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Sunday, June 26, 2011

Luck v. Skill

In his book "Foster on Mah Jong" Dr. Foster devotes an entire chapter to the relationship between luck and skill.  (I don't know if he really is a doctor, but I am making him an honorary DMJ - Doctor of Mah Jongg).  The basic principle is this:  Luck governs what is drawn from the wall; skill governs the decisions made in regard to those tiles.  He takes it a step further, however, and states:  "It has been well said that for the first five or six draws from the wall the game is all luck.  After that it is all skill."

American mah jongg in the 1920s differs from NMJL mahj in several ways: There was no Charleston, there were fewer tiles, and of course there was no card with standardized hands.  Hands were made by making a combination of pungs, kongs, and chows (a run like 123) and one pair.  Everyone scored points for their hand; each pung and kong received a value.  It was possible to score higher than the player who went "woo" (declared mahjongg).  This is closer to the classical Chinese game of mah jongg than the game we play, but certain principles pertain. The elements of luck and skill still determine a winning outcome.

We can say that luck rules when it comes to the tiles we are dealt. Safeguards are built into the way we roll dice and break the wall so that things cannot be prearranged.  Occasionally a tile will be flipped over when wall building.  It should be tucked back into a random spot in the wall.  An observant player will remember where the last 2 bam is.

I like to think of the initial 13 tiles as something of a predestiny.  (I'm not sure if that's really a word, but it fits.) We are all born into this world with the seeds of our future - some with an embarrassment of riches, others with a talent that will blossom with the proper nurturing.  When we look at our hand we can think "Oh, another crap hand, the story of my life!"  or we can see a hidden potential that with work and effort will yield a winner.  There is never a guarantee that your luck will change, but your hand certainly will.

Here is an example of  how decision making works with luck.  I was playing the singles and pairs winds hand recently and was doing rather well, I thought:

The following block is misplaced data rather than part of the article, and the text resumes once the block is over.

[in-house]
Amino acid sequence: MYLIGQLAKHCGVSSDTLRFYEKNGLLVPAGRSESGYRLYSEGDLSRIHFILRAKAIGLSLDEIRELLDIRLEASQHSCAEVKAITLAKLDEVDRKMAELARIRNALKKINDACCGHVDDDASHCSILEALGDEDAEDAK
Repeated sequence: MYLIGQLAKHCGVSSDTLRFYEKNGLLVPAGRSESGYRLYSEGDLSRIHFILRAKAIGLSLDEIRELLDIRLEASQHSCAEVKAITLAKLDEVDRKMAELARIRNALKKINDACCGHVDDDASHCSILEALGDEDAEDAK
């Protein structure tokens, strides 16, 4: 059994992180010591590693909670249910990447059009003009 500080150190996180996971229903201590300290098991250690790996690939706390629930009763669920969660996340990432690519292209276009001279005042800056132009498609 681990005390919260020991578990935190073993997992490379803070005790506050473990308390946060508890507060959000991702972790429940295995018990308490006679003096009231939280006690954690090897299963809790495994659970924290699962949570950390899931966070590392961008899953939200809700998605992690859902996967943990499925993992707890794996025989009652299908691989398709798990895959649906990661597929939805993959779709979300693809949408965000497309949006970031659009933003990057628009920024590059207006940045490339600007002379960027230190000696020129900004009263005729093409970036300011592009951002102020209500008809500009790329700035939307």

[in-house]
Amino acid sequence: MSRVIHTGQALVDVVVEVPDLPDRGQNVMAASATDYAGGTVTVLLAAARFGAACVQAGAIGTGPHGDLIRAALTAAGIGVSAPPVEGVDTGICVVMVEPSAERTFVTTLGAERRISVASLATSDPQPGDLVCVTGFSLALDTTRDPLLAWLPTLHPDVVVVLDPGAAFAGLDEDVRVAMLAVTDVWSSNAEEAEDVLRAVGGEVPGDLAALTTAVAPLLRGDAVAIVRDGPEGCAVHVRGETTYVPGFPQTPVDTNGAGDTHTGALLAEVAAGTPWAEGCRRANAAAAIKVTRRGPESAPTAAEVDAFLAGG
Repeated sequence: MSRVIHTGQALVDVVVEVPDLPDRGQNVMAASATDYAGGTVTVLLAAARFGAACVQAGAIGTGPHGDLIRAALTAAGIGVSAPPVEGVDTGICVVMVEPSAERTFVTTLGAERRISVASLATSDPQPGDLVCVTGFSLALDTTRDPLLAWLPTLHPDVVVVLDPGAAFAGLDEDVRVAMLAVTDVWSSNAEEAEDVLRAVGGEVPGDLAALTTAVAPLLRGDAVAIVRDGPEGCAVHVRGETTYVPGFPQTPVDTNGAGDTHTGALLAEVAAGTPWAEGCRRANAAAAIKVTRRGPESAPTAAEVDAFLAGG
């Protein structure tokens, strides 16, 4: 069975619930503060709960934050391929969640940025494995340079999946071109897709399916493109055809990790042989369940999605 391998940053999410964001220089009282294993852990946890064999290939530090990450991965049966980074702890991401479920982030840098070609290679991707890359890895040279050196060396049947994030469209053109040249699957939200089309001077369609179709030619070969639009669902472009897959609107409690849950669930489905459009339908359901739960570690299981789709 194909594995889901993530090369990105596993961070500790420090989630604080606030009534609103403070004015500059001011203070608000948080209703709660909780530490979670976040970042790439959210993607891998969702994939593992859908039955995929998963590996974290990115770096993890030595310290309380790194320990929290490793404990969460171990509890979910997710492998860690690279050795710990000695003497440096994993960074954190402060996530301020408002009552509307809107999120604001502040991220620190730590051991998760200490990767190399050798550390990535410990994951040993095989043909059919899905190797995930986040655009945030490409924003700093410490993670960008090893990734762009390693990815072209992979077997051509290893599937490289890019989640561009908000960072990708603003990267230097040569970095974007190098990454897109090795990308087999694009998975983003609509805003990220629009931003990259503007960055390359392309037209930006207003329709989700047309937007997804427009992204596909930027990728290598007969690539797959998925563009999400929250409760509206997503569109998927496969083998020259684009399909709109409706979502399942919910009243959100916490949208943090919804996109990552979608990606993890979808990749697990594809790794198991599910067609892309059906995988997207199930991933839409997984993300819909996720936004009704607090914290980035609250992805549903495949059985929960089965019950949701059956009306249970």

F NNEWSS 556778  (dots)

Looks good, right?  It was early in the game, no 6 dots were out.  I had opened with no jokers, a string of dots and a couple of winds. It looked like I had my work cut out for me, but I was able to put this together.  I then picked and discarded another 8 dot, and realized a few seconds later what a mistake I had made.  Why? All I needed was a flower and a 6 dot, I thought, so who needs another 8?  But in hindsight I saw:

F NNEWSS 567788
was better than:
F NNEWSS 556778
the reason being that if someone called a six dot and exposed three of them, I was out of luck in doing 556677. If I picked a six dot I would be set for a flower either way. But if I picked a 9 dot and got rid of the other five, I would have 
F NNEWSS 677889
thus I would have had breathing room on either side.  So if someone called the six dots I had an option.  If someone called the 9 dots I could still go with the sixes.  If I picked a nine I could throw away the six and if I picked a six I could throw away the nine.  If I picked a flower, well, then I would have to see if any sixes or nines had gone out and make a judgment based on what I could see on the table or surmise from exposures.

This is where skill comes into play.  It is so much more than the tiles in your hand.  We have to judge odds and probabilities and try to see the future, much as we do with all decisions in life, within the limits of available time and information.  So luck handed me an 8 dot and I carelessly overlooked an opportunity.  But, as luck would have it, neither the sixes or the nines ever got thrown and the game ended up playing to a wall.   Better luck next time!  (Or should I say better skill?)

Saturday, June 18, 2011

Ma is playing mahjongg

Summer is here and after living in my house for 17 years I decided to buy a swimming pool.  And I know exactly  what I want to do in it.  Click here to see.  In fact, I think the lady on the right is me in my prior incarnation.  Love that schmatte on her head.
Apparently mahj was very, very hot in the 1920s.   If you click here you can see how hot by the number of books that were published.  Undoubtedly, 1924 was mah jongg's banner year.  I just received my copy of the rare and out-of-print Foster on Mah Jongg.  It came embossed with the name of the prior owner - Schaler C. Hauser.  Isn't that a lovely name?  So 1920s.  Of course I immediately Googled him.  And this is what I found.   Whoa!  Here is a good question for Jeopardy:  What do  Jewish ladies in a public pool have in common with a civil engineer in Alabama?